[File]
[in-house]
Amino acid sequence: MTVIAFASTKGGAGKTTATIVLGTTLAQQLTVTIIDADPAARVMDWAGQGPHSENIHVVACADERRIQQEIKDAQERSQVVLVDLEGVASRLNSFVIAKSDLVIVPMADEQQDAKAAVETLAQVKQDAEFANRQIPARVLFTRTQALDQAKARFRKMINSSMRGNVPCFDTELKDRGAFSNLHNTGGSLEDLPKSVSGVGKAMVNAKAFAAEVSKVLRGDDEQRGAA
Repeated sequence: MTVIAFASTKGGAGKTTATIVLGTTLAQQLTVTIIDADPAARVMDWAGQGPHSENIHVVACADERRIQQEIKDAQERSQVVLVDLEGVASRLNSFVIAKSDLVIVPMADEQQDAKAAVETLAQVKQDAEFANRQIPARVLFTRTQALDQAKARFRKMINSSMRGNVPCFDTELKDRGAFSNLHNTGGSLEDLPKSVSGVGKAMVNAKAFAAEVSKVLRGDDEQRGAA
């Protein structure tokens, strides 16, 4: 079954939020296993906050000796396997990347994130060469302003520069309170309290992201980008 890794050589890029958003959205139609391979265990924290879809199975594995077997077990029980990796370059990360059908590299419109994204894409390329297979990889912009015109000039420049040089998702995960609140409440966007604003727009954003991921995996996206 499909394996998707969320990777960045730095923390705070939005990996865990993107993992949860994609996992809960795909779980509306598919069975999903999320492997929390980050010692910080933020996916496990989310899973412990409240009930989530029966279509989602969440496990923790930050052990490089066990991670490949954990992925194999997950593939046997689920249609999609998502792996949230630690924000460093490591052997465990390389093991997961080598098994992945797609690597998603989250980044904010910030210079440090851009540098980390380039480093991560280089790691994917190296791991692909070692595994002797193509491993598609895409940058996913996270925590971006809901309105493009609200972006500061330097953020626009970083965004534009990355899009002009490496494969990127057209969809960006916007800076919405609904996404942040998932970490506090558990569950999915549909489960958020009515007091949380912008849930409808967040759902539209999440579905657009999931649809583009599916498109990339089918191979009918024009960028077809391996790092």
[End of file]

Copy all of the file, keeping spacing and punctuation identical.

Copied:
[in-house]
Amino acid sequence: MTVIAFASTKGGAGKTTATIVLGTTLAQQLTVTIIDADPAARVMDWAGQGPHSENIHVVACADERRIQQEIKDAQERSQVVLVDLEGVASRLNSFVIAKSDLVIVPMADEQQDAKAAVETLAQVKQDAEFANRQIPARVLFTRTQALDQAKARFRKMINSSMRGNVPCFDTELKDRGAFSNLHNTGGSLEDLPKSVSGVGKAMVNAKAFAAEVSKVLRGDDEQRGAA
Repeated sequence: MTVIAFASTKGGAGKTTATIVLGTTLAQQLTVTIIDADPAARVMDWAGQGPHSENIHVVACADERRIQQEIKDAQERSQVVLVDLEGVASRLNSFVIAKSDLVIVPMADEQQDAKAAVETLAQVKQDAEFANRQIPARVLFTRTQALDQAKARFRKMINSSMRGNVPCFDTELKDRGAFSNLHNTGGSLEDLPKSVSGVGKAMVNAKAFAAEVSKVLRGDDEQRGAA
């Protein structure tokens, strides 16, 4: 079954939020296993906050000796396997990347994130060469302003520069309170309290992201980008 890794050589890029958003959205139609391979265990924290879809199975594995077997077990029980990796370059990360059908590299419109994204894409390329297979990889912009015109000039420049040089998702995960609140409440966007604003727009954003991921995996996206 499909394996998707969320990777960045730095923390705070939005990996865990993107993992949860994609996992809960795909779980509306598919069975999903999320492997929390980050010692910080933020996916496990989310899973412990409240009930989530029966279509989602969440496990923790930050052990490089066990991670490949954990992925194999997950593939046997689920249609999609998502792996949230630690924000460093490591052997465990390389093991997961080598098994992945797609690597998603989250980044904010910030210079440090851009540098980390380039480093991560280089790691994917190296791991692909070692595994002797193509491993598609895409940058996913996270925590971006809901309105493009609200972006500061330097953020626009970083965004534009990355899009002009490496494969990127057209969809960006916007800076919405609904996404942040998932970490506090558990569950999915549909489960958020009515007091949380912008849930409808967040759902539209999440579905657009999931649809583009599916498109990339089918191979009918024009960028077809391996790092």